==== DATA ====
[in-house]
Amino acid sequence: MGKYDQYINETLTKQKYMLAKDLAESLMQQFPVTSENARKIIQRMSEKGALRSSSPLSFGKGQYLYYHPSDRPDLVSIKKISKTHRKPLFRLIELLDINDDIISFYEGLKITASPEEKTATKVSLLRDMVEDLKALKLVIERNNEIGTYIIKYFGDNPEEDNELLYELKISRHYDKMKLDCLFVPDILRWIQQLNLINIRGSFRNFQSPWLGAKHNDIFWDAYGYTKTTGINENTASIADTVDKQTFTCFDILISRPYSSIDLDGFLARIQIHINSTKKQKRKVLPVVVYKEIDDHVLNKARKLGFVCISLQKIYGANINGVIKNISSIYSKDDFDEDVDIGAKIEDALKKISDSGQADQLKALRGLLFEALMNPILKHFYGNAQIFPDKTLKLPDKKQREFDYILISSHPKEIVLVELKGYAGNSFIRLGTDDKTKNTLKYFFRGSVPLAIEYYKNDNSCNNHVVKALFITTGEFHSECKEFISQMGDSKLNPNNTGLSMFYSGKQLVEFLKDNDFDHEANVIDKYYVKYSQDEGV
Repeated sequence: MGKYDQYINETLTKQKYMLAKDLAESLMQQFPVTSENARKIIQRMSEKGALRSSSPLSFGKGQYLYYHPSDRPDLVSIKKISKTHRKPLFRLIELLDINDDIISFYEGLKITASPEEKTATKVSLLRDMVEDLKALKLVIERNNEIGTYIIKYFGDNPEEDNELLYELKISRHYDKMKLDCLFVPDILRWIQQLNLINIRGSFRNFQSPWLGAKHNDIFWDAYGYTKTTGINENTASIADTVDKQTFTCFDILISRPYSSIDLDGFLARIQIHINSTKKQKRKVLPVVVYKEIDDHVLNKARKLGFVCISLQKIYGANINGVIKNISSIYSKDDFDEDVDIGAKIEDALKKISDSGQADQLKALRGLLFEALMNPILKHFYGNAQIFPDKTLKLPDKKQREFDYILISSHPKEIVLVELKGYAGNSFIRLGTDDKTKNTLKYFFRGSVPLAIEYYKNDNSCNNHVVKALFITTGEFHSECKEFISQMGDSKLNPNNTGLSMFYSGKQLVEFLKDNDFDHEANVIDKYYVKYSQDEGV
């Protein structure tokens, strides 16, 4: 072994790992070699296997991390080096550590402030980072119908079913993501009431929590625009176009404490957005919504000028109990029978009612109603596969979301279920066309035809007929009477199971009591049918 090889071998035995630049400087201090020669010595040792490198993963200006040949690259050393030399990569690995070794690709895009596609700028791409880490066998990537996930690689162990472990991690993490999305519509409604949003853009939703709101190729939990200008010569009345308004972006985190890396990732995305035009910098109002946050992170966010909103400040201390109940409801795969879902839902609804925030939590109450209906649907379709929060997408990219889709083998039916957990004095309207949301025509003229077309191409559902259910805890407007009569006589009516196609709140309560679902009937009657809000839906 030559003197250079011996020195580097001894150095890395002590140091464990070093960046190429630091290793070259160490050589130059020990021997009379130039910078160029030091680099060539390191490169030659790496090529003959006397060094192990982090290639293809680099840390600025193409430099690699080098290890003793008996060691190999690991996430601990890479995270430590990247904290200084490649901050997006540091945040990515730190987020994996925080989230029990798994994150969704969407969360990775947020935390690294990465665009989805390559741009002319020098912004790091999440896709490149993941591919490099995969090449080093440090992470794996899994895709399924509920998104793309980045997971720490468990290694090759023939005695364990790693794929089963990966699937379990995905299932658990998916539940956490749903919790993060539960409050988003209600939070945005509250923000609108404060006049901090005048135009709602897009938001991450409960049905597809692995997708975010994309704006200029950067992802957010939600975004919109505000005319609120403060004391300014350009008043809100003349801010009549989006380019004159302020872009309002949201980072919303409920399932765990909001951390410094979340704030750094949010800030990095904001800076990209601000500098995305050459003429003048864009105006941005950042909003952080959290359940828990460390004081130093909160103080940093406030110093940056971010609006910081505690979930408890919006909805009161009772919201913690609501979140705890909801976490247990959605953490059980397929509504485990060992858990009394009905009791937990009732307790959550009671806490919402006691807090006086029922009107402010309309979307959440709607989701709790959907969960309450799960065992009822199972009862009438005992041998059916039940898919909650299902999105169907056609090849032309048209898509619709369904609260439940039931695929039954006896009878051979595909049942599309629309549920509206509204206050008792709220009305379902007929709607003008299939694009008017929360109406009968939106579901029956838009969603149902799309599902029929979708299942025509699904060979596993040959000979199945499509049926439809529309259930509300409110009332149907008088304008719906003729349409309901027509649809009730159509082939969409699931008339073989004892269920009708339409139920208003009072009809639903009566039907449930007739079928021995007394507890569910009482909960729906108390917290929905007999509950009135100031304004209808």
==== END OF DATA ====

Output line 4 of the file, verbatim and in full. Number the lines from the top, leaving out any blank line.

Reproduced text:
């Protein structure tokens, strides 16, 4: 072994790992070699296997991390080096550590402030980072119908079913993501009431929590625009176009404490957005919504000028109990029978009612109603596969979301279920066309035809007929009477199971009591049918 090889071998035995630049400087201090020669010595040792490198993963200006040949690259050393030399990569690995070794690709895009596609700028791409880490066998990537996930690689162990472990991690993490999305519509409604949003853009939703709101190729939990200008010569009345308004972006985190890396990732995305035009910098109002946050992170966010909103400040201390109940409801795969879902839902609804925030939590109450209906649907379709929060997408990219889709083998039916957990004095309207949301025509003229077309191409559902259910805890407007009569006589009516196609709140309560679902009937009657809000839906 030559003197250079011996020195580097001894150095890395002590140091464990070093960046190429630091290793070259160490050589130059020990021997009379130039910078160029030091680099060539390191490169030659790496090529003959006397060094192990982090290639293809680099840390600025193409430099690699080098290890003793008996060691190999690991996430601990890479995270430590990247904290200084490649901050997006540091945040990515730190987020994996925080989230029990798994994150969704969407969360990775947020935390690294990465665009989805390559741009002319020098912004790091999440896709490149993941591919490099995969090449080093440090992470794996899994895709399924509920998104793309980045997971720490468990290694090759023939005695364990790693794929089963990966699937379990995905299932658990998916539940956490749903919790993060539960409050988003209600939070945005509250923000609108404060006049901090005048135009709602897009938001991450409960049905597809692995997708975010994309704006200029950067992802957010939600975004919109505000005319609120403060004391300014350009008043809100003349801010009549989006380019004159302020872009309002949201980072919303409920399932765990909001951390410094979340704030750094949010800030990095904001800076990209601000500098995305050459003429003048864009105006941005950042909003952080959290359940828990460390004081130093909160103080940093406030110093940056971010609006910081505690979930408890919006909805009161009772919201913690609501979140705890909801976490247990959605953490059980397929509504485990060992858990009394009905009791937990009732307790959550009671806490919402006691807090006086029922009107402010309309979307959440709607989701709790959907969960309450799960065992009822199972009862009438005992041998059916039940898919909650299902999105169907056609090849032309048209898509619709369904609260439940039931695929039954006896009878051979595909049942599309629309549920509206509204206050008792709220009305379902007929709607003008299939694009008017929360109406009968939106579901029956838009969603149902799309599902029929979708299942025509699904060979596993040959000979199945499509049926439809529309259930509300409110009332149907008088304008719906003729349409309901027509649809009730159509082939969409699931008339073989004892269920009708339409139920208003009072009809639903009566039907449930007739079928021995007394507890569910009482909960729906108390917290929905007999509950009135100031304004209808």